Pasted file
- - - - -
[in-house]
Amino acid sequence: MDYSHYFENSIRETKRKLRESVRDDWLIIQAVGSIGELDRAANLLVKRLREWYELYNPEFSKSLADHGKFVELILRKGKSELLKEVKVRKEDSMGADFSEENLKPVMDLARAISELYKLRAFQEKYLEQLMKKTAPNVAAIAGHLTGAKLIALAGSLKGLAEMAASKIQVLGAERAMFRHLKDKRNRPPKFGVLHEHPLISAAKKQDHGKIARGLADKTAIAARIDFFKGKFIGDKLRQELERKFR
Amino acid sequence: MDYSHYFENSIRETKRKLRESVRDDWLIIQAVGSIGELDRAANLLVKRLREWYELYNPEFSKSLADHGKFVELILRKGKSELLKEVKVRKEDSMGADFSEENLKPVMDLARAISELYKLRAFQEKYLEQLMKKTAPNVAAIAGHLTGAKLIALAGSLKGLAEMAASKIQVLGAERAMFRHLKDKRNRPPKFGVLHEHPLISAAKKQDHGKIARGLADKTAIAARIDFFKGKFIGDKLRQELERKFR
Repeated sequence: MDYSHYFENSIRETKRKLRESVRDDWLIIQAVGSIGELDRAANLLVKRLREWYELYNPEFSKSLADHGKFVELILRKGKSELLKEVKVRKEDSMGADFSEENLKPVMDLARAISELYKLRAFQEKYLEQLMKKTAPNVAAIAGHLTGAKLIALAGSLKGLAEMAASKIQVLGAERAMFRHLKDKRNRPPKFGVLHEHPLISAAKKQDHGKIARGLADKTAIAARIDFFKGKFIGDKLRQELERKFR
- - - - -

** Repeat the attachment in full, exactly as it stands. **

[in-house]
Amino acid sequence: MDYSHYFENSIRETKRKLRESVRDDWLIIQAVGSIGELDRAANLLVKRLREWYELYNPEFSKSLADHGKFVELILRKGKSELLKEVKVRKEDSMGADFSEENLKPVMDLARAISELYKLRAFQEKYLEQLMKKTAPNVAAIAGHLTGAKLIALAGSLKGLAEMAASKIQVLGAERAMFRHLKDKRNRPPKFGVLHEHPLISAAKKQDHGKIARGLADKTAIAARIDFFKGKFIGDKLRQELERKFR
Amino acid sequence: MDYSHYFENSIRETKRKLRESVRDDWLIIQAVGSIGELDRAANLLVKRLREWYELYNPEFSKSLADHGKFVELILRKGKSELLKEVKVRKEDSMGADFSEENLKPVMDLARAISELYKLRAFQEKYLEQLMKKTAPNVAAIAGHLTGAKLIALAGSLKGLAEMAASKIQVLGAERAMFRHLKDKRNRPPKFGVLHEHPLISAAKKQDHGKIARGLADKTAIAARIDFFKGKFIGDKLRQELERKFR
Repeated sequence: MDYSHYFENSIRETKRKLRESVRDDWLIIQAVGSIGELDRAANLLVKRLREWYELYNPEFSKSLADHGKFVELILRKGKSELLKEVKVRKEDSMGADFSEENLKPVMDLARAISELYKLRAFQEKYLEQLMKKTAPNVAAIAGHLTGAKLIALAGSLKGLAEMAASKIQVLGAERAMFRHLKDKRNRPPKFGVLHEHPLISAAKKQDHGKIARGLADKTAIAARIDFFKGKFIGDKLRQELERKFR